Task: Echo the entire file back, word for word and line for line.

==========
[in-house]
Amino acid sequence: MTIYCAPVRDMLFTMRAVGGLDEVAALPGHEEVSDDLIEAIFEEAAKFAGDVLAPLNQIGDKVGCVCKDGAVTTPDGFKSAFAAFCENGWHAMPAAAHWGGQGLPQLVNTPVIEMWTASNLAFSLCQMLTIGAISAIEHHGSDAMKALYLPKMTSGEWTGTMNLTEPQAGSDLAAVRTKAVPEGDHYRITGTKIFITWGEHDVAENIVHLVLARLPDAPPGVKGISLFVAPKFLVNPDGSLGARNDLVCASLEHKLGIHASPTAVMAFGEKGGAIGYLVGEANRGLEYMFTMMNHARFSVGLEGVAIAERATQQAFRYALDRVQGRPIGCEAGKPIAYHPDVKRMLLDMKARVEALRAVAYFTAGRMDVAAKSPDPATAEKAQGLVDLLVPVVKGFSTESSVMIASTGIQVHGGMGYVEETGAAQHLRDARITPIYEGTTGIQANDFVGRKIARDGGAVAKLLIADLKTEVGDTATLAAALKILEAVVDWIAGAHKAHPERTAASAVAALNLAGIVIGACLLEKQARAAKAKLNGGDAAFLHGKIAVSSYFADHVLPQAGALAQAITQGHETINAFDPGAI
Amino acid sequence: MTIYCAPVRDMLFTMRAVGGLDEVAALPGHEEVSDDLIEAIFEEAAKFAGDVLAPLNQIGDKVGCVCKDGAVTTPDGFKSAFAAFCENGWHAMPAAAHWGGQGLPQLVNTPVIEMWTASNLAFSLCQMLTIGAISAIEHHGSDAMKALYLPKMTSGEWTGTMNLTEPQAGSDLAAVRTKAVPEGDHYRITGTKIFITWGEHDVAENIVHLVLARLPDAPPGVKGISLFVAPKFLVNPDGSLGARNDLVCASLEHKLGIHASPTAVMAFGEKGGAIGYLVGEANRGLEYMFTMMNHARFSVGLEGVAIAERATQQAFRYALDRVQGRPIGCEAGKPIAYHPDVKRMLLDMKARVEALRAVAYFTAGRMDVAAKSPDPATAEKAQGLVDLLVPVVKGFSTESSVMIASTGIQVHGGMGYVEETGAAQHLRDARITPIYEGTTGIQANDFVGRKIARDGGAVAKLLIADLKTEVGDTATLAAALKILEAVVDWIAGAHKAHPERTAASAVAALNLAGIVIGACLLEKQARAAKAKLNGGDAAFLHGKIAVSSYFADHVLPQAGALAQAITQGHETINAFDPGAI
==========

[in-house]
Amino acid sequence: MTIYCAPVRDMLFTMRAVGGLDEVAALPGHEEVSDDLIEAIFEEAAKFAGDVLAPLNQIGDKVGCVCKDGAVTTPDGFKSAFAAFCENGWHAMPAAAHWGGQGLPQLVNTPVIEMWTASNLAFSLCQMLTIGAISAIEHHGSDAMKALYLPKMTSGEWTGTMNLTEPQAGSDLAAVRTKAVPEGDHYRITGTKIFITWGEHDVAENIVHLVLARLPDAPPGVKGISLFVAPKFLVNPDGSLGARNDLVCASLEHKLGIHASPTAVMAFGEKGGAIGYLVGEANRGLEYMFTMMNHARFSVGLEGVAIAERATQQAFRYALDRVQGRPIGCEAGKPIAYHPDVKRMLLDMKARVEALRAVAYFTAGRMDVAAKSPDPATAEKAQGLVDLLVPVVKGFSTESSVMIASTGIQVHGGMGYVEETGAAQHLRDARITPIYEGTTGIQANDFVGRKIARDGGAVAKLLIADLKTEVGDTATLAAALKILEAVVDWIAGAHKAHPERTAASAVAALNLAGIVIGACLLEKQARAAKAKLNGGDAAFLHGKIAVSSYFADHVLPQAGALAQAITQGHETINAFDPGAI
Amino acid sequence: MTIYCAPVRDMLFTMRAVGGLDEVAALPGHEEVSDDLIEAIFEEAAKFAGDVLAPLNQIGDKVGCVCKDGAVTTPDGFKSAFAAFCENGWHAMPAAAHWGGQGLPQLVNTPVIEMWTASNLAFSLCQMLTIGAISAIEHHGSDAMKALYLPKMTSGEWTGTMNLTEPQAGSDLAAVRTKAVPEGDHYRITGTKIFITWGEHDVAENIVHLVLARLPDAPPGVKGISLFVAPKFLVNPDGSLGARNDLVCASLEHKLGIHASPTAVMAFGEKGGAIGYLVGEANRGLEYMFTMMNHARFSVGLEGVAIAERATQQAFRYALDRVQGRPIGCEAGKPIAYHPDVKRMLLDMKARVEALRAVAYFTAGRMDVAAKSPDPATAEKAQGLVDLLVPVVKGFSTESSVMIASTGIQVHGGMGYVEETGAAQHLRDARITPIYEGTTGIQANDFVGRKIARDGGAVAKLLIADLKTEVGDTATLAAALKILEAVVDWIAGAHKAHPERTAASAVAALNLAGIVIGACLLEKQARAAKAKLNGGDAAFLHGKIAVSSYFADHVLPQAGALAQAITQGHETINAFDPGAI